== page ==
• stretches anything larger than 20x24
  • uses such a variety of brush strokes that his brush is at all angles (see videos)
  • when painting highlights, are brighter toward the top of the building than the bottom
  • to do a long corner highlight, load a small brush and drag it upside down, letting the brush do its thing with broken lines, then pressing a bit more toward the top
  • incorporating new light will alter the original composition and darks connecting
  • ambient light from the sky is cool, sunlight is warm
  • imagine a white canvas held perpendicular to the setting sun; the surface is very warm. Change the direction of the the canvas to be less angled and this is cool. Aim the canvas upward, perpendicular to overhead to the ambient light, and it is very cool; think of these temperatures whe you determine reflections
  • don't split shape in half them laying down a path or stream, seek the asymmetrical, do not do a yin/yang
  • be sure that whatever you have in a scene can be accurately perceived by the viewer
  • sky is lightest; ground is next lightest; trees in the distance are darker
  • seek an economy of color and economy of strokes, which implies confidence
  • his brushstrokes are varied in every direction (see the videos)
  • juxtapose thin/fat, dark/light, cool/warm because nature is random
  • scrape into the oil paintings with a palette knife to let in air
There! You might as well have been at the demo.

4 comments:

Donna T said...

Thanks again, Bonnie. I wish I had been at this demo but it's very helpful to read your notes. Hopefully some of this will sink in. I already have a filbert brush - to brush off my goofed-up pastels areas :-)

Julianna said...

Thank you for those notes! I am so very proud of you and glad that you are using your talents.

Bonnie said...

Donna, I am so intuitive and right-brained that rules can make me glaze over. His presentation and critique, although I'd heard pieces and parts before, brought so much home. Before the critique, I was agog with the talent of the other incredible artists; after, I wondered why I didn't see the obvious errors (usually things along the midlines or in the middle) before. Sometimes it feels best to paint from the gut and say rules schmules, but it's way cool when the rules come together to make sense.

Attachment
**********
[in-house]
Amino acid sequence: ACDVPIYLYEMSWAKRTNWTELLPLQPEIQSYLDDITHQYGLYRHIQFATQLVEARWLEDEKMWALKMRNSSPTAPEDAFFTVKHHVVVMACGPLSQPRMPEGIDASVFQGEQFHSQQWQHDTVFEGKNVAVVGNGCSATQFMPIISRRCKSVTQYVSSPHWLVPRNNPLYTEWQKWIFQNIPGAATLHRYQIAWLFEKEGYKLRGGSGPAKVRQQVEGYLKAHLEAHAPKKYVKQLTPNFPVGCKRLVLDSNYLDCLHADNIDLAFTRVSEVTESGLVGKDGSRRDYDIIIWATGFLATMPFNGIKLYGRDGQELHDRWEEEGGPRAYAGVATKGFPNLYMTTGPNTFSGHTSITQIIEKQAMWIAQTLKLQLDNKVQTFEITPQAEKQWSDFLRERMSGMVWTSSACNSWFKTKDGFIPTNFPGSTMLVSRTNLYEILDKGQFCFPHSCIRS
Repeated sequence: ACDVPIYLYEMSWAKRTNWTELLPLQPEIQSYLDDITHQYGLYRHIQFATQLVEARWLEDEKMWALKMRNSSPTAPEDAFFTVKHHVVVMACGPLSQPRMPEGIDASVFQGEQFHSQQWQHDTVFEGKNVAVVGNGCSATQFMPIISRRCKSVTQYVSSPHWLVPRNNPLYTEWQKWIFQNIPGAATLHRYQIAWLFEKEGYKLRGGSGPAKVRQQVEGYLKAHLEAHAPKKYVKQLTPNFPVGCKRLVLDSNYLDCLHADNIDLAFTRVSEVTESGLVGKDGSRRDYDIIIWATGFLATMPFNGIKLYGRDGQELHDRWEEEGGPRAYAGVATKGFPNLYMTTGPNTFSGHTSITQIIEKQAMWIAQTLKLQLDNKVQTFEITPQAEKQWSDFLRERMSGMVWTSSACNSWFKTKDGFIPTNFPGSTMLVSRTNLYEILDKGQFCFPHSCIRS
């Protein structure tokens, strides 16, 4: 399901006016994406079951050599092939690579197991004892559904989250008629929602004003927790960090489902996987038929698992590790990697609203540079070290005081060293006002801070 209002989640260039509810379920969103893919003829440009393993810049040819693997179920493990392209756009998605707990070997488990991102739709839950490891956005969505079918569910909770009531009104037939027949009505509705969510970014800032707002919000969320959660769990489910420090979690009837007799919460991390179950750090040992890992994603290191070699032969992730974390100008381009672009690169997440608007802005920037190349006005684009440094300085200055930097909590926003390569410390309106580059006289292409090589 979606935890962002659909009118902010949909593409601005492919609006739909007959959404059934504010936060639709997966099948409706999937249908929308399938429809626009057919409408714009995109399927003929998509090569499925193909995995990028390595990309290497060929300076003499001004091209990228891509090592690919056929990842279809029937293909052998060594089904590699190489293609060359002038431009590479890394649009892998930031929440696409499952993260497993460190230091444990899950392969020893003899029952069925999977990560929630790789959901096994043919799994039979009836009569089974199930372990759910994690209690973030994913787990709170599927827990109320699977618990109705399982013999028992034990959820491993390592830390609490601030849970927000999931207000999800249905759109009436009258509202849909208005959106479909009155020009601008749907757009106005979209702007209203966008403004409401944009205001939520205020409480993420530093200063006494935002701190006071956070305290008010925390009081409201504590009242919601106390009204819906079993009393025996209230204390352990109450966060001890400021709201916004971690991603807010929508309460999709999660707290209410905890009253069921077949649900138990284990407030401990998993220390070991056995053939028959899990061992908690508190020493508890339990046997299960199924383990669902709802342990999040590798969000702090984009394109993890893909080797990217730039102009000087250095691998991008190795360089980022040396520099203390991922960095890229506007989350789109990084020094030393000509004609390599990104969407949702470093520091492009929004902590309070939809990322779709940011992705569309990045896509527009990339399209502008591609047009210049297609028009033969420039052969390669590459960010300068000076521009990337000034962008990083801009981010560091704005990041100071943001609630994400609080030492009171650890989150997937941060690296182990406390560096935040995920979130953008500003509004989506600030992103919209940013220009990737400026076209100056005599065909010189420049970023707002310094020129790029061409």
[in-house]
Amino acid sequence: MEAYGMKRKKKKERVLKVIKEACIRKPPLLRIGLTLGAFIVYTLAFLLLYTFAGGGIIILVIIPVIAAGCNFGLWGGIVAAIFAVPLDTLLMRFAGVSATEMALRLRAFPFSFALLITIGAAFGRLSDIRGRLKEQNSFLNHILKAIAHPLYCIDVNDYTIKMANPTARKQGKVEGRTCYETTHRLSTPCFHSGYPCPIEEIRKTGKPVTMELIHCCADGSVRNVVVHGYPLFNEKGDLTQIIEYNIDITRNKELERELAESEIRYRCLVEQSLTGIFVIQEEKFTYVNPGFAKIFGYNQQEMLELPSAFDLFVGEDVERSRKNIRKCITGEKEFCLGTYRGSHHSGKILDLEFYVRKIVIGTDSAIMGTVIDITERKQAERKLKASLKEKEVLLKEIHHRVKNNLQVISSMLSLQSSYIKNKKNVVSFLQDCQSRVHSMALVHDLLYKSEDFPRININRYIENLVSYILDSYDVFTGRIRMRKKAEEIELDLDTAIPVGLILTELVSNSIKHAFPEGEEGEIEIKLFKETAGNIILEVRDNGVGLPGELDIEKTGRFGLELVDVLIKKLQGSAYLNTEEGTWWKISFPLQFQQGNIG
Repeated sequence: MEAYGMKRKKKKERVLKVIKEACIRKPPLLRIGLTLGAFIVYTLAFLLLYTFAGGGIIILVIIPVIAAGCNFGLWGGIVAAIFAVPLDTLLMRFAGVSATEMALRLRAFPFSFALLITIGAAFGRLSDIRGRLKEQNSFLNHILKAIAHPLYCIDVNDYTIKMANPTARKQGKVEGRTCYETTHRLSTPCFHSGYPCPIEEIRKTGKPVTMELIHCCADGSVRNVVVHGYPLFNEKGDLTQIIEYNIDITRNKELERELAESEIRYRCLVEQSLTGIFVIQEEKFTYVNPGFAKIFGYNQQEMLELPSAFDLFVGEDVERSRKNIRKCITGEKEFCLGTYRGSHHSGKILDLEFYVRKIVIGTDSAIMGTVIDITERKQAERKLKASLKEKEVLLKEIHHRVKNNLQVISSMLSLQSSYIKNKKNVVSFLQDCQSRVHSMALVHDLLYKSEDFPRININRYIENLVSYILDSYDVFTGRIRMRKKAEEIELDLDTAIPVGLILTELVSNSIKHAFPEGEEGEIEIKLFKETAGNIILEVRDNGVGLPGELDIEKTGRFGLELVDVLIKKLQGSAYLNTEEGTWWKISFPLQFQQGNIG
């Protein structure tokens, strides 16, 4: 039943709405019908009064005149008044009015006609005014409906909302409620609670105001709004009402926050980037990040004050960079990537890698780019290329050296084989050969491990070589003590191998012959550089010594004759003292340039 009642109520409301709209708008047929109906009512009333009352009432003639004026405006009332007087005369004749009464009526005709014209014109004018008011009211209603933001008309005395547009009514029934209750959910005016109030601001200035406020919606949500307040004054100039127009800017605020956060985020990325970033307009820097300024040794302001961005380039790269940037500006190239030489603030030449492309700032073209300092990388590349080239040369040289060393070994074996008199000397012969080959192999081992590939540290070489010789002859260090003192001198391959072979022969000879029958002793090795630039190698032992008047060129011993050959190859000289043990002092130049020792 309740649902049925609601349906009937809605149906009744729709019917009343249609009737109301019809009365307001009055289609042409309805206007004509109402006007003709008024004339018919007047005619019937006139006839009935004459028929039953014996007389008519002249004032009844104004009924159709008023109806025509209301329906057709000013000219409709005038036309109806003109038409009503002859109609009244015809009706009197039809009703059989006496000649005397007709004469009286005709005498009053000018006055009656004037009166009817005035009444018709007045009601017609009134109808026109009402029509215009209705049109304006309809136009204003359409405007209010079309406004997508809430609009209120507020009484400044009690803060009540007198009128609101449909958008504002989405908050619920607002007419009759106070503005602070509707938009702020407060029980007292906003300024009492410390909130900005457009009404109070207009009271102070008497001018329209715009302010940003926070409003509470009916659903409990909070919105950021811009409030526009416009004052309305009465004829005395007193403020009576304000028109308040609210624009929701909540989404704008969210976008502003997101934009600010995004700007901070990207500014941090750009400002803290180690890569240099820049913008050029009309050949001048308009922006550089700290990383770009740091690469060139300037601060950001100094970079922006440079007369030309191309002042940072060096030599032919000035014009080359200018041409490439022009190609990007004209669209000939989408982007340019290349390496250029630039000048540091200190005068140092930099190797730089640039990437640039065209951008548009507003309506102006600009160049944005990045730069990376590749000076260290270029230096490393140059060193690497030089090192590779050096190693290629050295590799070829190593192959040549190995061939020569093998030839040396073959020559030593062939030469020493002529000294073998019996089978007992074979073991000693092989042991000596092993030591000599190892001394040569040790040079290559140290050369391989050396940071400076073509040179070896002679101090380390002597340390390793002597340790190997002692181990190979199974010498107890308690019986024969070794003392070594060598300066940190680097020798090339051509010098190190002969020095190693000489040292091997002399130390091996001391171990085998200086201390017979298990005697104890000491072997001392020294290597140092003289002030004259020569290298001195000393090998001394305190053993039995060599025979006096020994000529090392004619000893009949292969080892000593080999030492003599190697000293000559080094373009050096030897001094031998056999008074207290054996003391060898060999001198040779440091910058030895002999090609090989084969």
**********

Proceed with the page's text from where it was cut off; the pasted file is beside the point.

Thanks, Julianna. I am so lucky to have this much available to me here. Annual dues are killers, especially in January, but most are well worth it.

Jane Ramsey said...

Thanks Bonnie for the wonderful synopsis of Ken's Demo... i love the bulleted format. Alot of them resonated with how i feel about plein air...it was fun to think, "Yeah, I do that!" or "Good idea" as I read through them. Love the squint tip...i had an amazing illustration teacher in college and he made us squint and critique our work at every step and it helped me alot. I need to remember to do that more!
It has been so rewarding to get to know you and others through MAPAPA. You inspire me with your calm ease and approach to your work. I really enjoyed looking at your work on line... especially the sky work (ala sperlak) beautiful!
Thanks again for sharing the demo..i wanted to stay but couldn't. As it turns out we never made it to CA...so no painting trip. Extreme bummer but probably more so for my daughter. She got in the way of her horse's kick, shattered elbow, open fracture, ER sugery and 8 weeks recovery ahead. But she will be ok and get all the use back in her arm...so I am grateful. Even more thankful because she raised her arm to shield her face, so the elbow took the hit.
Life's ebb and flow...grace and strength keep us going.
See you at the next paint out!
Jane